b1: [ v7 : v1: int = add v2 v3, v4: int = add v2 v0 : slow ] br v7 b2 b3 slow: v1: int = add v2 v3 br v7 b2 b3 b2: v4: int = add v2 v0 // not live out of b2 ... b3: ...
In the fast case (when
v7 is true), the program will compute both
v4 in parallel. If
v7 is false, the program switches back to normal execution, computing the
v4 sequentially. A superblock compiler might choose to make various part of the “slow” program paths traces themselves, trading off program size for speed.
List scheduling is a heuristic-based algorithm that performs compaction on a sequence of instructions. It takes a directed acyclic graph (DAG) representing the scheduling constraints (such as read-write dependencies) between instructions, and returns a list of bundles.
We start by presenting a high level overview of the algorithm and then we will go into more detail about how we build the DAG. First, a heuristic assigns each instruction in the graph a priority. Then initialize a queue with all the instructions that have no predecessors in the graph. Until we have scheduled all the instructions, we do the following in a loop: - Make an bundle. - Take the instruction from the queue with the highest priority. - Add it to the bundle if compatible i.e. has no conflicts with the bundle. - Continue taking instructions from the queue until either the queue is empty or the instruction is incompatible with the current bundle. - For each element that we scheduled, check if their successors now have all their predecessors scheduled and add them to the queue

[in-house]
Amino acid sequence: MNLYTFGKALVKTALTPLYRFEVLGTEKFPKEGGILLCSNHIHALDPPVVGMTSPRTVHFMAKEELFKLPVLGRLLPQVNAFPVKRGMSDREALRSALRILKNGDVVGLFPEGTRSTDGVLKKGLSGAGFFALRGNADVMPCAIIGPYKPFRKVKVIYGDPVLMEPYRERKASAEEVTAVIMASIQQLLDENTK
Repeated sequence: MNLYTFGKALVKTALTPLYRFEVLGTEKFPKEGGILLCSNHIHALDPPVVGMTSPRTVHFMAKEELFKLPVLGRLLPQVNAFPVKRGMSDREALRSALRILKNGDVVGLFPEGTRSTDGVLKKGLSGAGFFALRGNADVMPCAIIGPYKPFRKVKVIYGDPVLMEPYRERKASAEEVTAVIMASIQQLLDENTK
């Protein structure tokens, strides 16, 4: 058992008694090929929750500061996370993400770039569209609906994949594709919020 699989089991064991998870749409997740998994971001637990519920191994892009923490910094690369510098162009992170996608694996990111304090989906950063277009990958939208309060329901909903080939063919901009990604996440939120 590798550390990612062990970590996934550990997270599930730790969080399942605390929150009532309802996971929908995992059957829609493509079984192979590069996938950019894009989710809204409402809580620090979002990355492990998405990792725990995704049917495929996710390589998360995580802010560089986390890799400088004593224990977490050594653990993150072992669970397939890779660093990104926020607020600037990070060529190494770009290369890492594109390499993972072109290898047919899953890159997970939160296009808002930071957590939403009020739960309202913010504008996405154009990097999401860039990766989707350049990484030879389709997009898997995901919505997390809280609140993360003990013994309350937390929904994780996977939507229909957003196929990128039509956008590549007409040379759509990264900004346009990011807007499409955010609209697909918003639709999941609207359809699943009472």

The algorithm schedules a instruction only after all of its predecessors in the DAG have been scheduled. This means that to maintain program correctness, the predecessor relation must respect data dependencies.
v1: int = id x; x: int = const 10;
In the program above, we cannot reorder the instructions because the second instruction writes to
x while the first reads from it. We can encode this constraint in the DAG by making the first instruction a predecessor of the second.
The superblock algorithm generates a sequence of instruction and DAG that are used by the list scheduling algorithm to generate a program trace. This means that the superblock algorithm has to encode additional dependencies in the DAG to allow an unmodified list scheduling algorithm to work.
The core insight with the superblock algorithm adding the DAG constraint that all the live out variables in a branch “read” from the conditional. This means that a write in a conditional cannot be moved outside it and in case a program exits from the middle of a trace, it will never observe the writes from a compacted branch body.
... v6: bool = gt v4 v5; br v6 for.body.2 for.end.2; for.body.2: v7: int = id result; v8: int = id i; v9: int = mul v7 v8; result: int = id v9; ...
When we consider this as a trace, we ignore the label and assume that the branch will jump to
for.body.2. Without the constraint on the conditional, the following is valid reordering according to the list scheduling algorithm.
... v6: bool = gt v4 v5; v7: int = id result; v8: int = id i; v9: int = mul v7 v8; result: int = id v9; br v6 for.body.2 for.end.2; ...
v6 can be false which means we should have jumped to
for.end.2 instead but since the read was moved above the branch,